Select Committee on Treasury Minutes of Evidence

Examination of Witnesses (Questions 113 - 119)



  Q113  Chairman: Mr Cunliffe, good afternoon to you and your colleagues. Can you introduce them for the shorthand writers, please?

  Mr Ramsden: On my far right I have Tony Orhnial, who is Director of Welfare. On my immediate right is Dave Ramsden, Director of Budget and Taxes. Mridul Brivati, on my left, is Director of Public Spending. John Kingman, on my far left, is the head of the Enterprise and Growth Unit.

  Chairman: Where is our big pal, Nick Macpherson? Is he too important for us now?

  Q114  Mr Mudie: Good question!

  Mr Cunliffe: It has been the practice of this Committee for a number of sessions to make do with me, Chairman. After Gus O'Donnell was promoted I took over from him and we have just continued from that.

  Mr Mudie: The human face of the Treasury!

  Q115  Chairman: You should take it back to him that we miss his humour. Maybe he could come back to us at some time. Is he coming tomorrow with the Chancellor?

  Mr Cunliffe: I am not sure.

  Q116  Chairman: He should do.

  Mr Cunliffe: I will let him know.

  Q117  Chairman: Okay, right. Despite concerns expressed by the Committee in the last Parliament about the lack of notice for the PBR—the date was only announced two and a half weeks ago—we now find ourselves under pressure to get everything done before Christmas. Can you explain to the Committee why the Treasury has such difficulty with short notice of the PBR when it gives a month's notice for the Budget?

  Mr Cunliffe: I think this year we had to fit the PBR in also with the UK's Presidencies of the European Union and of the G7/G8. There was an extra G7 meeting which took place on Friday and Saturday in London which the Chancellor chaired. That had to be factored into the equation. I think there were a number of other commitments around Europe that had to be factored in. It was actually quite difficult to arrange the date until these other things had been fitted in around it.

  Q118  Chairman: You should be mindful of the problems and pressures it causes us as a Committee, particularly our staff.

  Mr Cunliffe: I apologise for that.

  Q119  Chairman: You attribute the slowdown in UK growth in 2005 to statistical revisions, higher oil prices and weak demand in the euro area and some weakness in domestically generated demand. Could you break that down for us in terms of the relevant influences and contributions to slower growth?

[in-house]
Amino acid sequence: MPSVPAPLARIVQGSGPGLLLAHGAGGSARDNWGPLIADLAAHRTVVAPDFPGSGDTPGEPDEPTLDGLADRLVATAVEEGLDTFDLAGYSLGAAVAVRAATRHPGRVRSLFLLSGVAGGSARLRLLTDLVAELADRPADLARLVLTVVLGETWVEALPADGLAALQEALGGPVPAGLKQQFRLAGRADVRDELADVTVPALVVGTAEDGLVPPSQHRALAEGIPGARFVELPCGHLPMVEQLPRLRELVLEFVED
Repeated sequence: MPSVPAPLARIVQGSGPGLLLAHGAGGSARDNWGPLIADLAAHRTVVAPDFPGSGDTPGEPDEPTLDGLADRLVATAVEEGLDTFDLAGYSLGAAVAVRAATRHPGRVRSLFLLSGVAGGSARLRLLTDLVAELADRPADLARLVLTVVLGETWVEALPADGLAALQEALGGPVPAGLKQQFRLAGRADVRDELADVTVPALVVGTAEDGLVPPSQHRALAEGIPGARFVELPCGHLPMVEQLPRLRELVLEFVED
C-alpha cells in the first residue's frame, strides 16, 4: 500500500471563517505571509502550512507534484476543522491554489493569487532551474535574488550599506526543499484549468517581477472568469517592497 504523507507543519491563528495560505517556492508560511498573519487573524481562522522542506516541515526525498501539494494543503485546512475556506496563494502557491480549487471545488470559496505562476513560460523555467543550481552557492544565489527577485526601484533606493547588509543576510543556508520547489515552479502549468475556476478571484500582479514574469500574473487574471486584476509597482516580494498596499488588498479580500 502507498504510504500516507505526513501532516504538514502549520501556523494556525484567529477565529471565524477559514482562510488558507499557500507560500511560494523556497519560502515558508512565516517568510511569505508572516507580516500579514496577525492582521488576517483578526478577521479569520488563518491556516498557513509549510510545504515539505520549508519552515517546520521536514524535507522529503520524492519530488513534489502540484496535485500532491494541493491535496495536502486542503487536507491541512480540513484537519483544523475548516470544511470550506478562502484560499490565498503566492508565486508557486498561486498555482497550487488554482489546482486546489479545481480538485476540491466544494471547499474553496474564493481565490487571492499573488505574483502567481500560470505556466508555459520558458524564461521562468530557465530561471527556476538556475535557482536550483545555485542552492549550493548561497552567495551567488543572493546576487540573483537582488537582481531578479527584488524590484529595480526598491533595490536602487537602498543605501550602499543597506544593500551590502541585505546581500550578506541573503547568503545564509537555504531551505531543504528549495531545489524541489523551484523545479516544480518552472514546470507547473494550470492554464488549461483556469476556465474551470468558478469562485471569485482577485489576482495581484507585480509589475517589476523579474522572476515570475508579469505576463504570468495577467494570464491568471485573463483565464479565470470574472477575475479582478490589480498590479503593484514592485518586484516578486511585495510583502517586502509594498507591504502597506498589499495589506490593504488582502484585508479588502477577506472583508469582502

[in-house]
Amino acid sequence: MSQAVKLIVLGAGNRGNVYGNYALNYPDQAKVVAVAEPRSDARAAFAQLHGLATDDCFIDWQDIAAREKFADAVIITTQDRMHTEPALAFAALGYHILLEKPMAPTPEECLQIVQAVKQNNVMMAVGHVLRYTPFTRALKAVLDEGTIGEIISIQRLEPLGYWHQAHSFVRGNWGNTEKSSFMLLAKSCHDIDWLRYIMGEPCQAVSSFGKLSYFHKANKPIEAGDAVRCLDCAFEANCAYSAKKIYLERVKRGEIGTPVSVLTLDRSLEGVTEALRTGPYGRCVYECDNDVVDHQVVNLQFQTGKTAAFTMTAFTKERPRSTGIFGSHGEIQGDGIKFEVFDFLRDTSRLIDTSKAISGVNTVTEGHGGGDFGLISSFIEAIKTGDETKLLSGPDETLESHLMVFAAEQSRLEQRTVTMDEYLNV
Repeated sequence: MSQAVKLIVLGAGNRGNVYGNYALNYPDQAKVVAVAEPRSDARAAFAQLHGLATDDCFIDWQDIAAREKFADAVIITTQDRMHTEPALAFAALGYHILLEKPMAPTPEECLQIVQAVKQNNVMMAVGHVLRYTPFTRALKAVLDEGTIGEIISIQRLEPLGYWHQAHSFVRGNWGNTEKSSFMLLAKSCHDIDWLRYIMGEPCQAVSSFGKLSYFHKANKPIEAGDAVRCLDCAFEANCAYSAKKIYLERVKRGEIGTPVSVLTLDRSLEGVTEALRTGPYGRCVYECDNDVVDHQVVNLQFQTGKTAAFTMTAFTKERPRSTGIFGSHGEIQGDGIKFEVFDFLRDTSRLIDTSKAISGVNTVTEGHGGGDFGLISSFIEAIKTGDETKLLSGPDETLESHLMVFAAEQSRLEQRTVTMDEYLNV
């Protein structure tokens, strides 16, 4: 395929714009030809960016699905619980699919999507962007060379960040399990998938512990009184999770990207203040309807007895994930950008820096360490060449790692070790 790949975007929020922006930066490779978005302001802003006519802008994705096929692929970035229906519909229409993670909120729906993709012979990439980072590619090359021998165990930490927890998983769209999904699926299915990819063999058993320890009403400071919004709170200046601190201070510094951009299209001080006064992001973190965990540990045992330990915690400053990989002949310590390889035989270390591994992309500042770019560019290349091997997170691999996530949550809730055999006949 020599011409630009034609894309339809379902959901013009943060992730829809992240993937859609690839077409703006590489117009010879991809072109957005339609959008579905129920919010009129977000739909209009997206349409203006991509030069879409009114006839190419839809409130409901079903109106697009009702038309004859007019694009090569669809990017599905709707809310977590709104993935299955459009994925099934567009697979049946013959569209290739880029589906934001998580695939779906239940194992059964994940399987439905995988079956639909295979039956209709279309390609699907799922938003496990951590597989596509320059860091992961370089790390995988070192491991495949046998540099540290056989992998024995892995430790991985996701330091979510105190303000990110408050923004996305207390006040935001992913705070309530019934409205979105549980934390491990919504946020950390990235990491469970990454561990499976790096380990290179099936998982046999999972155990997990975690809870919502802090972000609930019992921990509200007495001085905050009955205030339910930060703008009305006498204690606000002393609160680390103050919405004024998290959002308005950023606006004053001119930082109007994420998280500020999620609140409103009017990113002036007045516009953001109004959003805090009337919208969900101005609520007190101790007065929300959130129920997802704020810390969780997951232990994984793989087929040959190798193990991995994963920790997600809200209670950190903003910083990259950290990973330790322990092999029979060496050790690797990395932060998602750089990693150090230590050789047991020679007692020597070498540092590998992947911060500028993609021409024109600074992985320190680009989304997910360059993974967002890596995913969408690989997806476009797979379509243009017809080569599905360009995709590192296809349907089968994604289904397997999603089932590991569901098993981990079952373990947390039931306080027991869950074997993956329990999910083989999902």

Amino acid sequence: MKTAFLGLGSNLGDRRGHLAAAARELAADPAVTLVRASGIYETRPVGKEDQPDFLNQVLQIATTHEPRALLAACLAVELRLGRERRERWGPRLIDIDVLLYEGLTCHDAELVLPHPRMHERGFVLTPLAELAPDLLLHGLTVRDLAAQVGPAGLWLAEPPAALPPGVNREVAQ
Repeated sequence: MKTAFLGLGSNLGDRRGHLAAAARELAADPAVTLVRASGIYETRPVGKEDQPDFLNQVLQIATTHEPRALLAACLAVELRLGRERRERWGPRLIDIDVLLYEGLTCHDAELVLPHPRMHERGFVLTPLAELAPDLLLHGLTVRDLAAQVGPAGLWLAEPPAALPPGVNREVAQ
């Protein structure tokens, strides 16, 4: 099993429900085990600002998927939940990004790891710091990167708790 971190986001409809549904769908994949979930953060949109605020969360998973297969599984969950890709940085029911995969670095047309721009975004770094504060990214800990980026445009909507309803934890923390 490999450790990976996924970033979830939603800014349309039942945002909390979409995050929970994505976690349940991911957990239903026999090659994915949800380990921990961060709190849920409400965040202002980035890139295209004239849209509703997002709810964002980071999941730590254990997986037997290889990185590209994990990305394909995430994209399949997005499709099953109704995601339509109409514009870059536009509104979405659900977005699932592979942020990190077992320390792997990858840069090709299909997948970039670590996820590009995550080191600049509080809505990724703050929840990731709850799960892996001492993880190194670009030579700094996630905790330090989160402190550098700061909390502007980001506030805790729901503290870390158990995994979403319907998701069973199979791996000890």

Mr Cunliffe: Those are the main factors. I would also add there is also the slowing of the housing market and the increase in interest rates which were forecast to happen but may have had a larger effect than we forecast. On the revisions to the forecast, as we say in the PBR, the straight arithmetical effect of that is to take nearly 0.5% off our growth forecast. That is simply for any given path of quarterly growth the way that forecasters work. You start at the end of the previous year and if the end of the previous year is lower than you had thought it was going to be because the statistics have changed then the path of growth through that year is lower as well. That is worth about 0.5% on the growth forecast. It is impossible to be completely precise about where you attribute the rest, which is about 1.5%. The OECD looked at it one way and said the higher oil prices and lower import growth in the eurozone in Europe, which is the UK's biggest export market, together were probably worth 0.5% on growth. Our figures are not very different from that. You can also look at the effect of higher oil prices on households. Mervyn King, I think, made clear in his last press conference that it is the boring bits of household expenditure that are difficult to change: heating bills, utilities, and of course higher fuel costs generate higher oil prices that make an impact on that. We think higher oil prices together with lower average earnings growth have probably reduced household disposable income by around 1%, or maybe over that. If you put it together, I would say 0.5% of the forecasted effect, broadly 0.5% on GDP from oil and exports, but oil operating there through a number of channels, and then the effect on household disposable income through lower earnings growth most of the remainder. Then, of course, you overlay on that whether highly geared households slowed down their consumption more than was forecast with the interest rate increases and the housing market very successfully being cooled off. We never quite know what the relationship is between the increase in house prices and the increase in consumption. When the housing market was moving up it looked as if that relationship had become much weaker than it was in the past, but it is quite possible with the revised numbers we now have for consumption in 2002-03 it will be strong enough and, therefore, when the housing market cooled down the effect on consumption is stronger as well. It is very difficult to know if there is a causal relationship between those things together or whether there is some other factor like employment.

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